The definition of physical activity is any bodily movement produced by skeletal muscles that results in energy expenditure above resting.
This includes: physical activity as part of chores, work, active transportation, and leisure time such as exercise or sports.
Start by reflecting on how you spend your leisure time. When reflecting on how you spend your leisure time, ask yourself the following questions:
- How much time is devoted to each task?
- Caring for others
- What are the top 5 things you do in your leisure time?
- Can any of them be considered physical activity? If so, how many minutes?
- Can you do better than this?
- Are there any barriers to getting more physical activity in?
- If so, what are they and how can you resolve them? This is where a coach can be handy to help navigate through these.
- Often barriers seem bigger than they really are, think through this one and get creative.
Once you have finished reflecting on the questions above, it is time to build an exercise plan. Here are some strategies for exercising:
- Get what you need:
- This can include advice/programming/equipment.
- Often this seems like a daunting task but it can be quite simple. If you need assistance with finding equipment for home, you can find some ideas found here.
- Create a plan for the week.
- Start small and slowly build this up. Don’t be so rigid to your plan. If things change, that’s okay. You can start back up the next day.
- Modify your environment.
- This might mean setting up a designated gym space in your home, having workout clothes ready for when you wake up, etc.
- Have a reward system for yourself.
- Did you achieve your 150 minutes this week? Great. Let’s relax and watch a movie this weekend. Anything that will motivate you to keep moving.
- Involve the people around you.
- Make sure they don’t take up all your leisure time and if you surround yourself with the right people, they may want to be part of your active leisure time.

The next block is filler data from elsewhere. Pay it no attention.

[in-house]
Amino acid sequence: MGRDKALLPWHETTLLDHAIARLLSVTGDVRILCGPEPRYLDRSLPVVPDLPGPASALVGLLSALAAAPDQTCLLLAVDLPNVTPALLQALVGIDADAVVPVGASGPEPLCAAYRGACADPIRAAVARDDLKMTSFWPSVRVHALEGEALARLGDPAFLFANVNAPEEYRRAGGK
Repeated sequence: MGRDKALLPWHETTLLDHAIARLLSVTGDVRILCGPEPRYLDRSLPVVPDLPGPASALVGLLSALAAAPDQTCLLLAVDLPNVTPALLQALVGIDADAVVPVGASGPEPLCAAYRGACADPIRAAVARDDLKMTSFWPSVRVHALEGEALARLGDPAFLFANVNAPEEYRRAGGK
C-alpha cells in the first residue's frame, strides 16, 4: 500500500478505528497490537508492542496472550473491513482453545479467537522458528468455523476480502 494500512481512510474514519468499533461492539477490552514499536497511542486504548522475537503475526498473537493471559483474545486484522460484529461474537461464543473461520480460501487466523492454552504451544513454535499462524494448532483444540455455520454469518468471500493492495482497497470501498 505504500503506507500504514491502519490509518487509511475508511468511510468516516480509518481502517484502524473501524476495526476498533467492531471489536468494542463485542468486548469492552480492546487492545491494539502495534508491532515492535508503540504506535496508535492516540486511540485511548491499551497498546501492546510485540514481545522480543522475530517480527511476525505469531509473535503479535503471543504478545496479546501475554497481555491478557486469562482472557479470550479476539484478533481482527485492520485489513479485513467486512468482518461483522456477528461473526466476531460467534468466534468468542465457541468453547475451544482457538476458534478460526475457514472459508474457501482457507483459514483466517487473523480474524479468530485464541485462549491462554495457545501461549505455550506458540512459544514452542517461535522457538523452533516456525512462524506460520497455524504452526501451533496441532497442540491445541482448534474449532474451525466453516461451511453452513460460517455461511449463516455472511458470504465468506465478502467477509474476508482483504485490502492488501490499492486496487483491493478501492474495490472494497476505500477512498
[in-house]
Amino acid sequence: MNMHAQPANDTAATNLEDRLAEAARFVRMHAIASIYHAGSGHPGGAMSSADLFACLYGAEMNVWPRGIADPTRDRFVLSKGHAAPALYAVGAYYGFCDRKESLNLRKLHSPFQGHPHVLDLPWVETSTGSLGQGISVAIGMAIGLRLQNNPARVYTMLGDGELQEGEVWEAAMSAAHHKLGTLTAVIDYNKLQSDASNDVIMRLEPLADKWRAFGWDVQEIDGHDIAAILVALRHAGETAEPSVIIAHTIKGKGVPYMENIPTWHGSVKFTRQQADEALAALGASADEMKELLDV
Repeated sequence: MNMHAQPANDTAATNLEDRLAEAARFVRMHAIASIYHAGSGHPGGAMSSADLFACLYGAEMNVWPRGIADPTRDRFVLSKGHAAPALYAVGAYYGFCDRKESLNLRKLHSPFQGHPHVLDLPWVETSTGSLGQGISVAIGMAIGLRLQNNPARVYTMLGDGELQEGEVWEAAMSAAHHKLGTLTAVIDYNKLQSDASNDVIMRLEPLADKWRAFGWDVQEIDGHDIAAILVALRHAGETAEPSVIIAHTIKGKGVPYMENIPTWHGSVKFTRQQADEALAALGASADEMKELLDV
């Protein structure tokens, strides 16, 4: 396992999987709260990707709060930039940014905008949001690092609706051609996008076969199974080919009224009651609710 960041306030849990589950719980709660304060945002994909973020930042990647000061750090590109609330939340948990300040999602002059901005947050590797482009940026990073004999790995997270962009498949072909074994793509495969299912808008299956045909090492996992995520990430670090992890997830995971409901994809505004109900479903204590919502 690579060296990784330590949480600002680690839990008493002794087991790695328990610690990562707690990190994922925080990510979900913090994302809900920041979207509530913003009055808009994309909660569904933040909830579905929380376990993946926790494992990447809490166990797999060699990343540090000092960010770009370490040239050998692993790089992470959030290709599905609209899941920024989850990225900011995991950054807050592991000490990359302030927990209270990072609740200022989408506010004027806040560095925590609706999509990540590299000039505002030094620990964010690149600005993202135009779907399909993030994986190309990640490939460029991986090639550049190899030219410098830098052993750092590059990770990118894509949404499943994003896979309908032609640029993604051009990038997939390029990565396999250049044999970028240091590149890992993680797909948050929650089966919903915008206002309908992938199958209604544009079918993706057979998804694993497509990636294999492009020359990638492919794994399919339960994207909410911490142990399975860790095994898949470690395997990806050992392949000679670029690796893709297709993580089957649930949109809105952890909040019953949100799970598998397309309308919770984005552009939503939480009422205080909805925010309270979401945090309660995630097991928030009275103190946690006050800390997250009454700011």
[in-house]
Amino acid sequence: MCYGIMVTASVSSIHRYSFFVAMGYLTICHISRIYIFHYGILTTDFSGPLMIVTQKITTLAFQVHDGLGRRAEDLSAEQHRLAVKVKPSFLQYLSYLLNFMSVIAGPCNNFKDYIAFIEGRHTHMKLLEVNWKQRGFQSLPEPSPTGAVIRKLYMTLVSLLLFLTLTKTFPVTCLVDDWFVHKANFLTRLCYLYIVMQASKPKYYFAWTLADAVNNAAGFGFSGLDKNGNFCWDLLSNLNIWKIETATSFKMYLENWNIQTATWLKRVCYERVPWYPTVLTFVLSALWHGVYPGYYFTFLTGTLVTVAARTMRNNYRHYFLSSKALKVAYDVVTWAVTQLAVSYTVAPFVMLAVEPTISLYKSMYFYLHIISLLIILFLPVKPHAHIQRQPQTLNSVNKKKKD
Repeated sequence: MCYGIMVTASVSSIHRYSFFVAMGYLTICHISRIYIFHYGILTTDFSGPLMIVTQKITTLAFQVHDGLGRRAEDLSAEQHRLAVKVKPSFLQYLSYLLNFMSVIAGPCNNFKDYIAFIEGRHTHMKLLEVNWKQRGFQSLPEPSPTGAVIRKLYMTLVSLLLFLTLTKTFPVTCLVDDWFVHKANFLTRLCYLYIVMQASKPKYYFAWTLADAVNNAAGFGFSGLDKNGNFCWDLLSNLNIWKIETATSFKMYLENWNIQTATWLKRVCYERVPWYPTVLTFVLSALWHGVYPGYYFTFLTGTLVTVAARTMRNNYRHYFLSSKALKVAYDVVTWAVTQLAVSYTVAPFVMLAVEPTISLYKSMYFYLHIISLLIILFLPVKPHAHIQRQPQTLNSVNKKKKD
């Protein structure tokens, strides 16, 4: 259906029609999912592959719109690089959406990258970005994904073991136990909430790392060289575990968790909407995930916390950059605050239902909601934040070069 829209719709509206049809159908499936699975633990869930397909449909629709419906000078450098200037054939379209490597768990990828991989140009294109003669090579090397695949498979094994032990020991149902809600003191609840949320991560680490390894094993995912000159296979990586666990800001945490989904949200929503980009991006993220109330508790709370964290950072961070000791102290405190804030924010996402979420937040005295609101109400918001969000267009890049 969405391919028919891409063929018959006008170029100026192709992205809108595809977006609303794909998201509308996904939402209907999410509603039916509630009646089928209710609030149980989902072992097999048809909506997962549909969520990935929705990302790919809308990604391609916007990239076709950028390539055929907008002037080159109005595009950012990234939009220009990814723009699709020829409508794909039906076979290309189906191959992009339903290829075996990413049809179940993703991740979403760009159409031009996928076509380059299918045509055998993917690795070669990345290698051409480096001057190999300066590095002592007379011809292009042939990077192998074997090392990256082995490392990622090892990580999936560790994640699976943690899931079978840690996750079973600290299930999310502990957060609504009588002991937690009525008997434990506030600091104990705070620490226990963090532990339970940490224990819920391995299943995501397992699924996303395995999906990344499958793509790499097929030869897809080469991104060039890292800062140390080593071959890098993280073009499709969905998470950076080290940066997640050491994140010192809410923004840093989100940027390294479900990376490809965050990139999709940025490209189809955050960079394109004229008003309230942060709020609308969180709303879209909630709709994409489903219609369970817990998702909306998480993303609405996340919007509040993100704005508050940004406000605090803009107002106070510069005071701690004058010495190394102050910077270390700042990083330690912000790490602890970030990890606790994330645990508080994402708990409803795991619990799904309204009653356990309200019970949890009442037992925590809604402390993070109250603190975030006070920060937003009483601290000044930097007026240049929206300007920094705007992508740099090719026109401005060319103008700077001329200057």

- Plan ahead for challenging situations.
- You aren’t going to be perfect all the time. This is where having a coach can help or having someone keep you accountable.
- If you know you have a busy week ahead, plan for small breaks that involve walking or any type of movement.
- Find what works best for you.
- Some people hate hour-long cardio sessions, so don’t do them! Do some interval training or break up your sessions into two sessions instead. The list is endless.
- If you are feeling unmotivated, find one type of movement/program/workout that you really love and start there. This often helps get you back in gear.
As you continue to build-up to the guidelines, remember consistency is key. By being consistent, you improve your physical fitness, the chance of living, decrease your risk of dying prematurely, and increase your quality of life.
Each time you do some sort of physical activity, there is an immediate and acute response to your health. As you continue, the results are even better.
Remember, the physical aspect of wellness will greatly impact the other areas of your life and will often improve with even just small walks/rolls each day.
As always, if you need some help finding what works for you or need some ideas, please reach out. We are here to support you.
“Do what you can, with what you have, right now, because your ability to move tomorrow isn’t promised”.